Distinguishing hemp from cannabis has become a critical issue, but one company has a relatively affordable solution. A device recently developed by Orange Photonics can distinguish between hemp and cannabis, and is being used by county leaders across California and beyond.
The technology is called a “light lab” device. This particular device is small enough to fit in a suitcase and can be carried around from location to location. The Food and Agricultural Code as well as the Health and Safety Code define industrial hemp as containing less than 0.3 percent THC content, so any plant material that tests higher is illegal for hemp cultivators and must be destroyed. Anything with a higher THC content is considered cannabis.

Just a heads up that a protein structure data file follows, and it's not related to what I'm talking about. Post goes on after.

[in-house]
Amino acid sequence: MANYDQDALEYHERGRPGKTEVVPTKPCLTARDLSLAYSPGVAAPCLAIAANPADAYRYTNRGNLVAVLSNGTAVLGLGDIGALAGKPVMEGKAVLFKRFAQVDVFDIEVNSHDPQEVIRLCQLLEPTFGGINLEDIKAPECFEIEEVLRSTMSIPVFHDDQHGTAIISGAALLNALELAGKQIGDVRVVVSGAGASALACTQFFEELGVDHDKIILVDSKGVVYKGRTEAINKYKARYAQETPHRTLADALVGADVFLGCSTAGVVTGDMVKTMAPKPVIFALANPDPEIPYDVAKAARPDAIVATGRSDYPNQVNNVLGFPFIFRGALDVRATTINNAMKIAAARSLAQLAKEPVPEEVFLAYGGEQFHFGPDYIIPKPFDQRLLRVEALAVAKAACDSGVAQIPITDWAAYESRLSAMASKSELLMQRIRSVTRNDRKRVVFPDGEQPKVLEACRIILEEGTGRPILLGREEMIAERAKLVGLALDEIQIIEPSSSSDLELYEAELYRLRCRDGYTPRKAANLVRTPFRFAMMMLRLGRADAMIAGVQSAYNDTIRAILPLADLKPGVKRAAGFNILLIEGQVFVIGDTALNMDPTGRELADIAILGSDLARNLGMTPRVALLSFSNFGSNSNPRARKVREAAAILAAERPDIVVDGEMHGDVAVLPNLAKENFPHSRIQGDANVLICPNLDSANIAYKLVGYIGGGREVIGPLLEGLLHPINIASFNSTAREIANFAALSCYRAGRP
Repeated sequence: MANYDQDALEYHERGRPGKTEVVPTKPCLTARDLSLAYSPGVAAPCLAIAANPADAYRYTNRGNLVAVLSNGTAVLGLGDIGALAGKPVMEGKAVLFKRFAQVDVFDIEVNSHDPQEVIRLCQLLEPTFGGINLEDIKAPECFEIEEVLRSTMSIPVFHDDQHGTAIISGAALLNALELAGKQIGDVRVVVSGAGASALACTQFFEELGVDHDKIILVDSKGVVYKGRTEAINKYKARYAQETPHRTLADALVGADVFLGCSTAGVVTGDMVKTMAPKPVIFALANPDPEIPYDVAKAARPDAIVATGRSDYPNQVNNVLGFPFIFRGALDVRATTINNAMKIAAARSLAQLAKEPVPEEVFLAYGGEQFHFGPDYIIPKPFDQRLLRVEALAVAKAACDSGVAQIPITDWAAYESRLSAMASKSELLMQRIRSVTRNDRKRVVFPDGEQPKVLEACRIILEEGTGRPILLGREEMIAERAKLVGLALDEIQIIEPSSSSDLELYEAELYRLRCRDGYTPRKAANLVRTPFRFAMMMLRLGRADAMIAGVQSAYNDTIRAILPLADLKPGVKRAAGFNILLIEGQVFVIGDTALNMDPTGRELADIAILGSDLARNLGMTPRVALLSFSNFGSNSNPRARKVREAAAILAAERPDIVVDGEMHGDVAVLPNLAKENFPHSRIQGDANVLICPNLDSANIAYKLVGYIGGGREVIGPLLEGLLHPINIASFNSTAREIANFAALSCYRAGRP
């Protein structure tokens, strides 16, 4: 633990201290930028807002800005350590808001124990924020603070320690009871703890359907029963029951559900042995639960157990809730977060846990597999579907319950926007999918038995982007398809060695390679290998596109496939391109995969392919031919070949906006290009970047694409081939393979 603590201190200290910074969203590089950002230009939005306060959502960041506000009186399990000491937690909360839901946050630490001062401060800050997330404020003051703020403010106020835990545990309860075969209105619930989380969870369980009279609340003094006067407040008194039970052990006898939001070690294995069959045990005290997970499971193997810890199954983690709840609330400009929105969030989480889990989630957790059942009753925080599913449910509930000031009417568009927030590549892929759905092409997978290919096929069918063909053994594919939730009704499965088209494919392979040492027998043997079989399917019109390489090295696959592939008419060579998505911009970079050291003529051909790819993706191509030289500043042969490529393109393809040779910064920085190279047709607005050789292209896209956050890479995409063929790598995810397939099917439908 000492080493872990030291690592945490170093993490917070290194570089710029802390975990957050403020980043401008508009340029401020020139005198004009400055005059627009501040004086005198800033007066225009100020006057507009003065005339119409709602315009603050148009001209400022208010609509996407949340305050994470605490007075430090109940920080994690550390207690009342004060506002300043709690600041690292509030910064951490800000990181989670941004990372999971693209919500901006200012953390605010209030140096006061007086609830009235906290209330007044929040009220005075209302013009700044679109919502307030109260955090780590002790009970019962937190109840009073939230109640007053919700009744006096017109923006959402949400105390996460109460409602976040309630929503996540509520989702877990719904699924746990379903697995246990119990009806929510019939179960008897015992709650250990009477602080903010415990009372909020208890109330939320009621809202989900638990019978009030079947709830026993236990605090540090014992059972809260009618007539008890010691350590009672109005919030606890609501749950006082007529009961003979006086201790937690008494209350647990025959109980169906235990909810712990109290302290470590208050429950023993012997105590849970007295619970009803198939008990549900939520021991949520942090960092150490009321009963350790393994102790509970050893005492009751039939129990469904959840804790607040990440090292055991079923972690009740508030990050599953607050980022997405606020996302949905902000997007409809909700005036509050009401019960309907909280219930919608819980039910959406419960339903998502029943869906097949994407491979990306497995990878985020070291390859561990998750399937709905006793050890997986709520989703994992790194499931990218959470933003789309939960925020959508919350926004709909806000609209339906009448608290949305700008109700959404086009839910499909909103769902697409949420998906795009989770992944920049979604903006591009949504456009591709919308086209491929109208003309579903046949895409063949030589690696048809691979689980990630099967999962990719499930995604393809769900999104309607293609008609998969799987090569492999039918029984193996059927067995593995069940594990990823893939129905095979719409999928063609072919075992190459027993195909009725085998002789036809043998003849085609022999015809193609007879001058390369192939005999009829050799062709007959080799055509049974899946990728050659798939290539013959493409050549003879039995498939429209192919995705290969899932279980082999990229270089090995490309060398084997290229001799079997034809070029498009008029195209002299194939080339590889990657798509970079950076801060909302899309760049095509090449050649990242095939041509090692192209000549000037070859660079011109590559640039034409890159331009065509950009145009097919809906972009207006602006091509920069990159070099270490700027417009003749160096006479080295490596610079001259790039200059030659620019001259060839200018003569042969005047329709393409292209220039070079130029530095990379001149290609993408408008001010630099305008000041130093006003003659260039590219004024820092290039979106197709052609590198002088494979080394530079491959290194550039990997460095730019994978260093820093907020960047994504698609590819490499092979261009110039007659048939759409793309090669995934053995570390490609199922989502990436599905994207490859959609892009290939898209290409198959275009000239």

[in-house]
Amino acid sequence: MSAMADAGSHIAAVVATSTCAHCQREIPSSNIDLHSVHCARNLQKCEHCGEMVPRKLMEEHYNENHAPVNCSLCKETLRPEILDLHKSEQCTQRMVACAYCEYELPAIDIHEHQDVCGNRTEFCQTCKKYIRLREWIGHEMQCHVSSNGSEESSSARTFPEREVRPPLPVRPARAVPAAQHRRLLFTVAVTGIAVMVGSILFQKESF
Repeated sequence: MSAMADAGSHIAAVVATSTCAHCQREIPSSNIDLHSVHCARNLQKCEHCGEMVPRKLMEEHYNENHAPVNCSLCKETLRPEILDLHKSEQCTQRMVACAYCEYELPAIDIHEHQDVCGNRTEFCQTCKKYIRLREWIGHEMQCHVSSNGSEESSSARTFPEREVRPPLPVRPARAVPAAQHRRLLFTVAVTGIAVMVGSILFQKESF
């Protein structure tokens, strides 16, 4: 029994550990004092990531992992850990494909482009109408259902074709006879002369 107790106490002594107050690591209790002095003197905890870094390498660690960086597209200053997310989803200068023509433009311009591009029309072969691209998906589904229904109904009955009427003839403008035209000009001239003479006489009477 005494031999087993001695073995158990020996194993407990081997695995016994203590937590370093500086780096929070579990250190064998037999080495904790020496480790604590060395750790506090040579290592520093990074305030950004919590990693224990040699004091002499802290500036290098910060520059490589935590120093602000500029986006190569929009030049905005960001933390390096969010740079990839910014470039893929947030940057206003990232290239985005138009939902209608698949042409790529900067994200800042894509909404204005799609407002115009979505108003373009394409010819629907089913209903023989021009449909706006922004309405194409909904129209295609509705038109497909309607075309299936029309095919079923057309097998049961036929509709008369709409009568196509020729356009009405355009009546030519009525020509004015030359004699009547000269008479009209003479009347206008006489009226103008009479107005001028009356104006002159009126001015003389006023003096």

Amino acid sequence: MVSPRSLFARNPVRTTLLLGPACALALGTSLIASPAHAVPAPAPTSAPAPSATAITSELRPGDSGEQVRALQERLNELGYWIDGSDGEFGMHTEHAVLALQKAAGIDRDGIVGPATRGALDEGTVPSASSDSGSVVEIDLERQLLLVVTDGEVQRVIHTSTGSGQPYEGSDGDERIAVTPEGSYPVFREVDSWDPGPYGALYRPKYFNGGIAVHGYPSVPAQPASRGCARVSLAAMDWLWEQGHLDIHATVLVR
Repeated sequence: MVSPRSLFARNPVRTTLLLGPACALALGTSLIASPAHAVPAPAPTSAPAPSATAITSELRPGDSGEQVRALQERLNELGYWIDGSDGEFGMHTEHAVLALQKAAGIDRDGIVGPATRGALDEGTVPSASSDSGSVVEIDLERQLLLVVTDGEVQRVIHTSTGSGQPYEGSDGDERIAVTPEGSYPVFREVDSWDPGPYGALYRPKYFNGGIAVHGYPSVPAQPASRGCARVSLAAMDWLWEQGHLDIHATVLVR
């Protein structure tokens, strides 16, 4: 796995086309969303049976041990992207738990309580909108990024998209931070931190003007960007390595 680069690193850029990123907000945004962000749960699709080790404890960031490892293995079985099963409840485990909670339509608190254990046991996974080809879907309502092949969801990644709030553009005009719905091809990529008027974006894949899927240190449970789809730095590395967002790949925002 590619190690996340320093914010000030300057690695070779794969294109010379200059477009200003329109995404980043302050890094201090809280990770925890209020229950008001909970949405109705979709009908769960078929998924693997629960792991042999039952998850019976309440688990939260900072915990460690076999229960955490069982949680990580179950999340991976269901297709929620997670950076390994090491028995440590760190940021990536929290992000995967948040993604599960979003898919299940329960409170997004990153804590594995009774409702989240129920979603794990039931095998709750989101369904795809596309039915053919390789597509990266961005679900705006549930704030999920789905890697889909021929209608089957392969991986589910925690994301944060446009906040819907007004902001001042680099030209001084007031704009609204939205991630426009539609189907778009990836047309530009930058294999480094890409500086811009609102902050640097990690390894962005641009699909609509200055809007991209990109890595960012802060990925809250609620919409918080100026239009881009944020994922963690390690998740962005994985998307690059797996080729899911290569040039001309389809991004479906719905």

“Typically our customers are hemp growers or cannabis growers [. . .] Most recently we have been working with law enforcement, and they have been using the device to ensure the compliance on the hemp side and to ensure that folks on the cannabis side are doing what they are allowed to do,” Chief Technology Officer at Orange Photonics Dylan Wilks told KEYT.
Santa Barbara County in California, for instance, uses a portion of its cannabis tax to operate the device. Other areas are looking into devices like Orange Photonics device to save time and effort. “Typically hemp is considered hemp if it is less than 0.3 percent THC, and if it goes above that 0.3 percent threshold then it is considered marijuana or drug cannabis,” said Wilks.
When hemp and cannabis aren’t clearly defined, the results can be devastating, as cultivators in several states have learned over the past year. Last November, a joint effort between the Federal Bureau of Investigation and Kern County, California officials led to the destruction of 100 million hemp plants because they tested too high for THC levels.